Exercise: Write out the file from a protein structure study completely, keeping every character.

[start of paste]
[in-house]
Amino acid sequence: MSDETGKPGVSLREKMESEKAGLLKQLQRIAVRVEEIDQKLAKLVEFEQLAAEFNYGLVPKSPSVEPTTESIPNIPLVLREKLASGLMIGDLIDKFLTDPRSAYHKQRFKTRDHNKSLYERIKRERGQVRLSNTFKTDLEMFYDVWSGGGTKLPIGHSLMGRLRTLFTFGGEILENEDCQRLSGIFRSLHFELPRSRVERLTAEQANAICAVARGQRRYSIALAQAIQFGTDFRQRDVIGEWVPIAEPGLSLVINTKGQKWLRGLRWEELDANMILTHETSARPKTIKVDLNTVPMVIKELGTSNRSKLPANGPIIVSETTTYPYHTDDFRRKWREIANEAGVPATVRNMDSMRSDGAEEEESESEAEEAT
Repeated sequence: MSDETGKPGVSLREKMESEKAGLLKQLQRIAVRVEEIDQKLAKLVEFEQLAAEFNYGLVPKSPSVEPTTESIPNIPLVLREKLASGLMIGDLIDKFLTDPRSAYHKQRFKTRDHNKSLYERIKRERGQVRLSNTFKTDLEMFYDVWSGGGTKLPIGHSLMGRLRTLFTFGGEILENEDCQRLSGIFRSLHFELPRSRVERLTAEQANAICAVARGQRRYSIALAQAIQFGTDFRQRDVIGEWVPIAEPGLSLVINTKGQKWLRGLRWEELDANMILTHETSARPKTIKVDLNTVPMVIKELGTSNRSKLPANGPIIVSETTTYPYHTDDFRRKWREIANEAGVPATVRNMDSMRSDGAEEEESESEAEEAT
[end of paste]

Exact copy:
[in-house]
Amino acid sequence: MSDETGKPGVSLREKMESEKAGLLKQLQRIAVRVEEIDQKLAKLVEFEQLAAEFNYGLVPKSPSVEPTTESIPNIPLVLREKLASGLMIGDLIDKFLTDPRSAYHKQRFKTRDHNKSLYERIKRERGQVRLSNTFKTDLEMFYDVWSGGGTKLPIGHSLMGRLRTLFTFGGEILENEDCQRLSGIFRSLHFELPRSRVERLTAEQANAICAVARGQRRYSIALAQAIQFGTDFRQRDVIGEWVPIAEPGLSLVINTKGQKWLRGLRWEELDANMILTHETSARPKTIKVDLNTVPMVIKELGTSNRSKLPANGPIIVSETTTYPYHTDDFRRKWREIANEAGVPATVRNMDSMRSDGAEEEESESEAEEAT
Repeated sequence: MSDETGKPGVSLREKMESEKAGLLKQLQRIAVRVEEIDQKLAKLVEFEQLAAEFNYGLVPKSPSVEPTTESIPNIPLVLREKLASGLMIGDLIDKFLTDPRSAYHKQRFKTRDHNKSLYERIKRERGQVRLSNTFKTDLEMFYDVWSGGGTKLPIGHSLMGRLRTLFTFGGEILENEDCQRLSGIFRSLHFELPRSRVERLTAEQANAICAVARGQRRYSIALAQAIQFGTDFRQRDVIGEWVPIAEPGLSLVINTKGQKWLRGLRWEELDANMILTHETSARPKTIKVDLNTVPMVIKELGTSNRSKLPANGPIIVSETTTYPYHTDDFRRKWREIANEAGVPATVRNMDSMRSDGAEEEESESEAEEAT